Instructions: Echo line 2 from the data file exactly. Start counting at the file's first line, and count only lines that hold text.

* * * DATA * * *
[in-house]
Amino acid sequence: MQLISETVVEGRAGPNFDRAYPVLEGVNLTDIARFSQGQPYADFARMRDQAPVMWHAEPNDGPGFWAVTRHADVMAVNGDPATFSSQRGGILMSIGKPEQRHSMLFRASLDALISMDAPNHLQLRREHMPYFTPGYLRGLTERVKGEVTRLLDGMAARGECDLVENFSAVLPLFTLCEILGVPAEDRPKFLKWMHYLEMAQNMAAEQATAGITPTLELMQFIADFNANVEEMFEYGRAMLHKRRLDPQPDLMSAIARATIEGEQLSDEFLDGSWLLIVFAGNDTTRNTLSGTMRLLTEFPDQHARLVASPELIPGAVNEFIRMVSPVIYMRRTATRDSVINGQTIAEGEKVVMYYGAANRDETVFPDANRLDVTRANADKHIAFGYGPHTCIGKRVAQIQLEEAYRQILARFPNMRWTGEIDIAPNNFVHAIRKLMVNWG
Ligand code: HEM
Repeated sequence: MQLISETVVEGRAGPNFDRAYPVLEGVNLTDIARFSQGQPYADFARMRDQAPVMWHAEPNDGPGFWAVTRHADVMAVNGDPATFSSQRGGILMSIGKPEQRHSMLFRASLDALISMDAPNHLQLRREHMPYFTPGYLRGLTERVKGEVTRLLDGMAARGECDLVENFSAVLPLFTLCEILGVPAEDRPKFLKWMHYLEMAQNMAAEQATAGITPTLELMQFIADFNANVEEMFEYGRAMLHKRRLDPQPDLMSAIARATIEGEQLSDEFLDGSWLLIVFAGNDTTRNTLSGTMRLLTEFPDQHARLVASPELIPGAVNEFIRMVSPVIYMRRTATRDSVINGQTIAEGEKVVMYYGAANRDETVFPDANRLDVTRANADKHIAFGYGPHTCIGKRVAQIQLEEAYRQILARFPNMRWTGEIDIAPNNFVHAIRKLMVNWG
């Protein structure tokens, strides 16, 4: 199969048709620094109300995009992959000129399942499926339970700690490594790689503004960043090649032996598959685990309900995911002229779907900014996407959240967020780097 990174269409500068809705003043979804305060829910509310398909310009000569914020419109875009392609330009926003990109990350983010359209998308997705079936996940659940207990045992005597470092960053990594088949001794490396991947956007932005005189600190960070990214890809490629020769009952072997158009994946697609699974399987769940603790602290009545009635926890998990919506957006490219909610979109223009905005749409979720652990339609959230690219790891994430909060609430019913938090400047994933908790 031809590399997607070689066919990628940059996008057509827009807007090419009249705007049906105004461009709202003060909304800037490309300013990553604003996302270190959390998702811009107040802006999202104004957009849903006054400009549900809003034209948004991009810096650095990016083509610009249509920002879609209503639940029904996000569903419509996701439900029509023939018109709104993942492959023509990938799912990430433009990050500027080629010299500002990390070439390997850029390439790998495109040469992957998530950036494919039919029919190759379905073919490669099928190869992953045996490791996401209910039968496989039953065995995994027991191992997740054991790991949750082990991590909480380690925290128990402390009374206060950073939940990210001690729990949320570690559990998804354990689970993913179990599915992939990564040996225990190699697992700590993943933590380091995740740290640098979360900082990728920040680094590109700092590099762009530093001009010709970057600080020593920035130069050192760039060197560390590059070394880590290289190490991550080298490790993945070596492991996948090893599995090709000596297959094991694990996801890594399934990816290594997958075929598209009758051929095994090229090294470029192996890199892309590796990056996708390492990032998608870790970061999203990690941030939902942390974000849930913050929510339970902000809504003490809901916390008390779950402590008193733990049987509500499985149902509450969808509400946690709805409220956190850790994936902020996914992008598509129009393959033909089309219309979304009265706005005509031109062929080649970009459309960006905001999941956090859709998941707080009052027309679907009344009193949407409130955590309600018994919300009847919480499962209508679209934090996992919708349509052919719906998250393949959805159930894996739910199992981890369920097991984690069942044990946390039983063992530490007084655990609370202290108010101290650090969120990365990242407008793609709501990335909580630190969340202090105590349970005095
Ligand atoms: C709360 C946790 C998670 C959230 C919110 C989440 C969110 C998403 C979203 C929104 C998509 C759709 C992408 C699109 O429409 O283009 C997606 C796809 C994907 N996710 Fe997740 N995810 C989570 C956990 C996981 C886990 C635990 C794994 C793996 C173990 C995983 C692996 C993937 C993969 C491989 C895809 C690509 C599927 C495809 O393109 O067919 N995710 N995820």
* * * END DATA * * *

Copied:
Amino acid sequence: MQLISETVVEGRAGPNFDRAYPVLEGVNLTDIARFSQGQPYADFARMRDQAPVMWHAEPNDGPGFWAVTRHADVMAVNGDPATFSSQRGGILMSIGKPEQRHSMLFRASLDALISMDAPNHLQLRREHMPYFTPGYLRGLTERVKGEVTRLLDGMAARGECDLVENFSAVLPLFTLCEILGVPAEDRPKFLKWMHYLEMAQNMAAEQATAGITPTLELMQFIADFNANVEEMFEYGRAMLHKRRLDPQPDLMSAIARATIEGEQLSDEFLDGSWLLIVFAGNDTTRNTLSGTMRLLTEFPDQHARLVASPELIPGAVNEFIRMVSPVIYMRRTATRDSVINGQTIAEGEKVVMYYGAANRDETVFPDANRLDVTRANADKHIAFGYGPHTCIGKRVAQIQLEEAYRQILARFPNMRWTGEIDIAPNNFVHAIRKLMVNWG